CES is going on now, and that means I’m quite a bit more suicidal than usual. Why? I hate rumors. Until something has a price, final spec sheet and release date, I don’t want to even know about it. Apple is great that way, because by the time they present the new iThingy, it’s finalized. Then you have other companies, you know, the ones that are at CES. Unlike Apple, they all operate on promises rather than actual products. Promises of $249 Tegra 3 tablets that will be released sometime, with specs of some sort, maybe, likely. Ignore the fact that it’s essentially the same (but upgraded) tablet that the company showed off all of last year without ever actually releasing, let’s take it as a certainty anyways!
No thank you. If you ask me, these CES devices are as much rumors as random “experts” saying that the iPad 3 is likely to have a built in jetpack. By the time these devices actually release – and judging by the Q2 stamp that seems to be on everything that might not be for 6 months if we’re even that lucky – there’s no telling what specs they have or what the tablet market will look like. Not only because prices will drop and technology will get better in half a year, but also because Apple has an iPad announcement between now and then, and that’s not to be taken lightly.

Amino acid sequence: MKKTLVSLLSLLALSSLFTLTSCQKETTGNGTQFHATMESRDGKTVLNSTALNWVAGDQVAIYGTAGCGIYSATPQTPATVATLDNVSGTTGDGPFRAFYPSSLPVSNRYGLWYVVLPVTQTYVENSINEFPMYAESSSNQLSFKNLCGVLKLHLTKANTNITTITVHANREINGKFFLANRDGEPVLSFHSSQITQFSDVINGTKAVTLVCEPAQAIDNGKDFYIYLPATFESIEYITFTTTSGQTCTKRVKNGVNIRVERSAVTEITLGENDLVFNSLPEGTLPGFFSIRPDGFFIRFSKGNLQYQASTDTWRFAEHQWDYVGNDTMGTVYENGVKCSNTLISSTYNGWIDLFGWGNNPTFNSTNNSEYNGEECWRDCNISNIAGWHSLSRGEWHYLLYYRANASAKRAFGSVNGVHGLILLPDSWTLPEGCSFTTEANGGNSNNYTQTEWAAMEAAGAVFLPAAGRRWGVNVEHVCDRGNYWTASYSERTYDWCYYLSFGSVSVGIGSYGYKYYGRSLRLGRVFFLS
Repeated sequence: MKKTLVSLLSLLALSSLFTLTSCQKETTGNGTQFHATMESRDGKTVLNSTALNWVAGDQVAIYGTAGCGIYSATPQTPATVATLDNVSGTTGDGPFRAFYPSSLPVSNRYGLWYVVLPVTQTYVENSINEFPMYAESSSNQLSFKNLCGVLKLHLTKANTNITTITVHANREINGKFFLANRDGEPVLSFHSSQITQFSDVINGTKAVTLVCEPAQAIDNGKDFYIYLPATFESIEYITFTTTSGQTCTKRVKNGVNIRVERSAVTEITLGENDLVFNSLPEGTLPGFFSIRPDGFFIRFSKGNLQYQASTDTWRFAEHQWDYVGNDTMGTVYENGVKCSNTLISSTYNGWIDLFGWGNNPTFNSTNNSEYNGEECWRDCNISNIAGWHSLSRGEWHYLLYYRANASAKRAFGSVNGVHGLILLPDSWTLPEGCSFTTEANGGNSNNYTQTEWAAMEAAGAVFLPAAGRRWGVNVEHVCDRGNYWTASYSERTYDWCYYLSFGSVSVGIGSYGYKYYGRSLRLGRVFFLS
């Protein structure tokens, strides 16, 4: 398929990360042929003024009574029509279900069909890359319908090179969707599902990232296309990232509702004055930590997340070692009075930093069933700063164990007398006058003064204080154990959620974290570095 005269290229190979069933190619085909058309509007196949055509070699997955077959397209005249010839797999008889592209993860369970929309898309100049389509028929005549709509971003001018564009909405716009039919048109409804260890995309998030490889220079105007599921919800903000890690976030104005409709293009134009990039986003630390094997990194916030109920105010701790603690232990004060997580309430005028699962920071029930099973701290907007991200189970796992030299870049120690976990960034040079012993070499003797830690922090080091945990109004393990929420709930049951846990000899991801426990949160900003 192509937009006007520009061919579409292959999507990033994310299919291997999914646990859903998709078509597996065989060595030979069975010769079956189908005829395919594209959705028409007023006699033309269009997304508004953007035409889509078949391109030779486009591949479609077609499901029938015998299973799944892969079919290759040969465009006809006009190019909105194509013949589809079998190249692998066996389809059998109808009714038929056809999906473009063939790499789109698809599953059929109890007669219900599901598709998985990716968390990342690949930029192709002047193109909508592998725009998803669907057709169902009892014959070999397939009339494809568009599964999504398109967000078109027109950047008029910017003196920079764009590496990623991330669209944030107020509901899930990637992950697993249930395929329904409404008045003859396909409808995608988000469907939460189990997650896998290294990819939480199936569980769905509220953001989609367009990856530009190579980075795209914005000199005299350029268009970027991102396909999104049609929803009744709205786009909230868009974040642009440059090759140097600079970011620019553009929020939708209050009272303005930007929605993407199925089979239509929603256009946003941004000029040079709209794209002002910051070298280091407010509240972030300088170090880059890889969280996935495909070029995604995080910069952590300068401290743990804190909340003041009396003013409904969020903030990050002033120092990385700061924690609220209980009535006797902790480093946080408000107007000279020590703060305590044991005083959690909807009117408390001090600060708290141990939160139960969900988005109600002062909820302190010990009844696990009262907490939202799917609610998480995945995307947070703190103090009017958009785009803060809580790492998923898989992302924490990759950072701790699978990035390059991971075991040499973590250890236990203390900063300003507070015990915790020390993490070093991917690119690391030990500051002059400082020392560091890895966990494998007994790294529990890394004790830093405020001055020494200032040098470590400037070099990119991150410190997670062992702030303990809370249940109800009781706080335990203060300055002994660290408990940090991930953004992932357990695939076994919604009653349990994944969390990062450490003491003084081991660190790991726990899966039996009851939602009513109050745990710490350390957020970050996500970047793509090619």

All this is why it saddens me to talk to people and hear that they’re planning on postponing tablet purchases based on what’s at CES. Somehow, these unfinished tablets without proper release dates are making people think twice about purchases they intended to make now. Here’s a tip for you: technology always changes. It is physically impossible to buy a future proof device, so no matter when you buy a device there will be a better one in 6 months (or 12 if you’re Apple-only). The question is at which point the upgrades you gain from waiting stops being worth having no device for that much longer. If you go down to the local electronics store and buy an iPad 2 now, then you’ll have an old model iPad in about 3-5 months, but you’ll have an iPad for 3-5 months longer.
So, there you have it, the curse of CES. To be perfectly frank I wish that show didn’t exist at all, leaving companies to release press releases when they’re all done and ready instead of rushing to come up with false promises for the January of each year. Of course there are legitimate announcements there too, and it allows connections to be made and existing products to be shown off, but the part of it that makes it out to the rest of the world has a tendency to do more harm than good.